These 5 Movie Characters Get What It Means to Run a Small Business

Ben Rashkovich

Ben Rashkovich

Content Strategy Manager at Fundera
Ben is a former content strategy manager at Fundera. He has a bachelor's degree in English literature and is currently enrolled in Yale Law School. Ben has also written for eBay's curatorial team.
Ben Rashkovich

Forget Wolf of Wall Street and Glengarry Glen Ross—small businesses are a whole different ball game. These movie characters know what it means to build something from the ground up.

1. It’s a Wonderful Life: George Bailey Stands Up to Potter

“Just remember this, Mr. Potter: That this rabble you’re talking about, they do most of the working and paying and living and dying in this community.”

George Bailey does what every small business owner wishes they could do when he gives Mr. Potter and the nefarious Loan Board a piece of his mind.

2. Ghostbusters: Venkman and Stantz Get Fired

“We were destined to get thrown out of this dump.” “For what purpose?!” “To go into business for ourselves.”

Sometimes inspiration strikes in the darkest hour. For Venkman and Stantz, that hour was getting fired from Columbia University.

3. You’ve Got Mail: Kathleen Closes the Store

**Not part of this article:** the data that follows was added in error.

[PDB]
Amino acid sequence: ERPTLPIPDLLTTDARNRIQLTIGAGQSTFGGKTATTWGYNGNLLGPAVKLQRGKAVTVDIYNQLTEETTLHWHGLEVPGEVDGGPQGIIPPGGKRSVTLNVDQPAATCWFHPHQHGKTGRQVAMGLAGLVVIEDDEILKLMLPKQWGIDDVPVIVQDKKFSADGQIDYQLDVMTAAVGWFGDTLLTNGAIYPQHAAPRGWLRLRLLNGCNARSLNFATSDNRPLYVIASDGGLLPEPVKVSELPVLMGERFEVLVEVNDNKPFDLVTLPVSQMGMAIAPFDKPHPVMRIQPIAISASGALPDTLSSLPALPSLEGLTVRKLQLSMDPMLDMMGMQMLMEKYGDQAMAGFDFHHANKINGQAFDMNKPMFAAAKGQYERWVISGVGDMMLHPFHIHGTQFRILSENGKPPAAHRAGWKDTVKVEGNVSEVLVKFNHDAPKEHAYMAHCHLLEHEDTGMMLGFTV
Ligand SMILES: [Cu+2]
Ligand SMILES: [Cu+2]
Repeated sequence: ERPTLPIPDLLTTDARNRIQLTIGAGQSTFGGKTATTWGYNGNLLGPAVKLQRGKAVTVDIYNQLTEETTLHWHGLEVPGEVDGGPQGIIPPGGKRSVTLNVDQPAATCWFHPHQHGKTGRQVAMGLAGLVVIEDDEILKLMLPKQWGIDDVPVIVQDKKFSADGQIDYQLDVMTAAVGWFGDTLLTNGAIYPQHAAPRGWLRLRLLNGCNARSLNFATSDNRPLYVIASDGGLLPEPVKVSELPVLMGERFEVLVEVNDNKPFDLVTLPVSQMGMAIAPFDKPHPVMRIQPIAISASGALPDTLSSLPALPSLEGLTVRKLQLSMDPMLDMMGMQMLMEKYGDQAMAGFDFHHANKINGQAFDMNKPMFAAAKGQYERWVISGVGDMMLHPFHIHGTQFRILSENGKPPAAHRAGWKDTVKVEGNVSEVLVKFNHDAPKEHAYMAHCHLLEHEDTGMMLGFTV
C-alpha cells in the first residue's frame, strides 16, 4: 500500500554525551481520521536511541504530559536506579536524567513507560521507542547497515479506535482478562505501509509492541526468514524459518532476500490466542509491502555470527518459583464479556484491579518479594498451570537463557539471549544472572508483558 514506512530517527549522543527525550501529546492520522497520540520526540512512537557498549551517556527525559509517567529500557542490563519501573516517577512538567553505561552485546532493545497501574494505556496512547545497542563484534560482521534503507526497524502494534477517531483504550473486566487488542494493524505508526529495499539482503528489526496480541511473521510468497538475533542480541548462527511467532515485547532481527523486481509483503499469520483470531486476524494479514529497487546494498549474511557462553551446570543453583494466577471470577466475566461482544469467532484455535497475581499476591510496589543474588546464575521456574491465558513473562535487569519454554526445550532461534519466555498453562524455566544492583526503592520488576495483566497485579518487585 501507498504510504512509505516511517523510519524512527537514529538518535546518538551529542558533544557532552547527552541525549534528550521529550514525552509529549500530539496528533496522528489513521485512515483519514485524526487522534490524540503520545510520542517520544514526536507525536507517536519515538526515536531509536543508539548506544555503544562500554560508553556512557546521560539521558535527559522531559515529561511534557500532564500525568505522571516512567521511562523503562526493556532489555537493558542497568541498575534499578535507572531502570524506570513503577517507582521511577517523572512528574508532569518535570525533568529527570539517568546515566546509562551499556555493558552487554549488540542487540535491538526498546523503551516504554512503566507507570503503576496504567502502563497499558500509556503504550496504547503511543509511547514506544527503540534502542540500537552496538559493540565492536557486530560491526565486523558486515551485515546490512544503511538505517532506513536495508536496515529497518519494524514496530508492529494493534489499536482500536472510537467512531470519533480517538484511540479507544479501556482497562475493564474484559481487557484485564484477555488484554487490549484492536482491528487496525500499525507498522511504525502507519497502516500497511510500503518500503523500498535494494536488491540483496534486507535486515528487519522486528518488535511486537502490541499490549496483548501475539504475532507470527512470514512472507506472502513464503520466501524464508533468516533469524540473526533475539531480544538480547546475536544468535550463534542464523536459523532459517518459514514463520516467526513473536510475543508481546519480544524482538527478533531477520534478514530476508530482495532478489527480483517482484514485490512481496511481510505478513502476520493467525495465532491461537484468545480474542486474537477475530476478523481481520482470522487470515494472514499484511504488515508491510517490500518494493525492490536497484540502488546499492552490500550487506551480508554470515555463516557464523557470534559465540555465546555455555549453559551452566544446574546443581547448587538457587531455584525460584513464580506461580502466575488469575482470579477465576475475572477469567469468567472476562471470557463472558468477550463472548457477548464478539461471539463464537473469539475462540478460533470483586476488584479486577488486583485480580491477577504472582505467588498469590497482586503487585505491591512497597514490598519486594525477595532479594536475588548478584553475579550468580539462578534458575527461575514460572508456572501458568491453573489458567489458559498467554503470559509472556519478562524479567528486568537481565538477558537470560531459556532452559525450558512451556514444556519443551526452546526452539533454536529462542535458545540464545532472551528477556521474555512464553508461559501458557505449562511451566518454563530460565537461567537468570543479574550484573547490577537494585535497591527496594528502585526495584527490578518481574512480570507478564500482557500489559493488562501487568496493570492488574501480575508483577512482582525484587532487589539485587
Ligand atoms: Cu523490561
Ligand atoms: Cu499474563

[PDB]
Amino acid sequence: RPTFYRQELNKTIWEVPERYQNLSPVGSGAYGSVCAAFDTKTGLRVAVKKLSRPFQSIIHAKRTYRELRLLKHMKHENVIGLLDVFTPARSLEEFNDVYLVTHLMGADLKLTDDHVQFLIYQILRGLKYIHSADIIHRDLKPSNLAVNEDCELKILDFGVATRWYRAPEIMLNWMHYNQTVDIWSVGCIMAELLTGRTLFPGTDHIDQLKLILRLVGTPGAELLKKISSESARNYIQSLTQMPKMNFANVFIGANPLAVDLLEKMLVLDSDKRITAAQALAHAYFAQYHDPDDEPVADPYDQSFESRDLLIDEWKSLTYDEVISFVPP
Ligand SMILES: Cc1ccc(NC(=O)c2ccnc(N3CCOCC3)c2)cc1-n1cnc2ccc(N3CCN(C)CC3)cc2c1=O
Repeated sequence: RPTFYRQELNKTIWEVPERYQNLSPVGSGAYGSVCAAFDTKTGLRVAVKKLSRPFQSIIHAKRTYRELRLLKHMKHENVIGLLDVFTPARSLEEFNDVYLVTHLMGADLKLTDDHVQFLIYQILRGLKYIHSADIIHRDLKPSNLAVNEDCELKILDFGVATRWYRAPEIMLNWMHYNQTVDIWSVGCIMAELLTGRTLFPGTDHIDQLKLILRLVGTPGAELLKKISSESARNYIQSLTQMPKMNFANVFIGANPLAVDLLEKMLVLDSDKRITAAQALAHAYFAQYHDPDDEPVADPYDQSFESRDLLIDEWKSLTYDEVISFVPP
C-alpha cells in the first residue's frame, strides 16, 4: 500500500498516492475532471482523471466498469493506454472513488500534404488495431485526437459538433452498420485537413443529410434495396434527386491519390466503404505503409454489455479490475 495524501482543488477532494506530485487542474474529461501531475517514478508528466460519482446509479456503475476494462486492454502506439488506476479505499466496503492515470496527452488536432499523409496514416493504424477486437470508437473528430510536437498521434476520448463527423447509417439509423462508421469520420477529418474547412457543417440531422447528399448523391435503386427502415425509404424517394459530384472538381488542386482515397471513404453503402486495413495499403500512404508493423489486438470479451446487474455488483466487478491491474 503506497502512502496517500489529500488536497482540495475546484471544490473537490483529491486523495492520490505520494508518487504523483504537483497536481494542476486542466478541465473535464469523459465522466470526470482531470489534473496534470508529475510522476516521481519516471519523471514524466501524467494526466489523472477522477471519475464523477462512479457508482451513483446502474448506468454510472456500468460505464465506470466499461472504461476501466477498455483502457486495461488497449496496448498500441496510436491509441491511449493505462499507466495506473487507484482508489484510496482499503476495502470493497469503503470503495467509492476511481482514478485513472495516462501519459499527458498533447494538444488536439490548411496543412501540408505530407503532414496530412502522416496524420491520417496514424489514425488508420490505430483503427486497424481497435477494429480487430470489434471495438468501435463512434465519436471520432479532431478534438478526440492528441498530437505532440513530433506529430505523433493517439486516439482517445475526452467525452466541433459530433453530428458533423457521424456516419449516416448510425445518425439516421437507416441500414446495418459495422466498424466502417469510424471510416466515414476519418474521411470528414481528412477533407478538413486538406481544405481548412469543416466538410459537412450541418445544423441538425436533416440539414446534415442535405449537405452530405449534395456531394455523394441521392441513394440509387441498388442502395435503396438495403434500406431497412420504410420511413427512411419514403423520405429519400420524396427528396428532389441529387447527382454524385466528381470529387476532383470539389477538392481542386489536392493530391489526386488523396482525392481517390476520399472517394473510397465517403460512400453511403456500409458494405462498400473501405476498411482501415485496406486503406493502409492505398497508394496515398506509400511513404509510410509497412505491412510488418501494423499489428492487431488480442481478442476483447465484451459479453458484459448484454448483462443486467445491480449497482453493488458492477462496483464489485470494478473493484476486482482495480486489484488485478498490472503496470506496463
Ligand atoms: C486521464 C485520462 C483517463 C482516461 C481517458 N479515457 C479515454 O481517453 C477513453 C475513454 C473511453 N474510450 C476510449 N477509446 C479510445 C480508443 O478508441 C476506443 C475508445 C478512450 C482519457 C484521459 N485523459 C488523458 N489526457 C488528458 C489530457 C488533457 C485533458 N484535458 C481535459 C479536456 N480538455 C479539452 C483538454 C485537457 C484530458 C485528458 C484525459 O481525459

“The truth is, I’m heartbroken.”

Try not to get misty-eyed as Meg Ryan says goodbye to The Shop Around the Corner, before it becomes “something depressing, like a Baby Gap.”

4. Lego Movie: Double-Decker Couch

“That is literally the dumbest thing I’ve ever heard.”

For anyone who’s ever pitched a brilliant business idea and been met with the sound of crickets, Emmet gets you.

5. The Princess and the Frog: Almost There

“I’m almost there, I’m almost there / People down here think I’m crazy, but I don’t care”

Aspiring restaurateur Tiana gives us this jazzy, irresistible anthem every dream-chasing entrepreneur can relate to.

Editorial Note: Fundera exists to help you make better business decisions. That’s why we make sure our editorial integrity isn’t influenced by our own business. The opinions, analyses, reviews, or recommendations in this article are those of our editorial team alone. They haven’t been reviewed, approved, or otherwise endorsed by any of the companies mentioned above. Learn more about our editorial process and how we make money here.
Ben Rashkovich

Ben Rashkovich

Content Strategy Manager at Fundera
Ben is a former content strategy manager at Fundera. He has a bachelor's degree in English literature and is currently enrolled in Yale Law School. Ben has also written for eBay's curatorial team.
Ben Rashkovich

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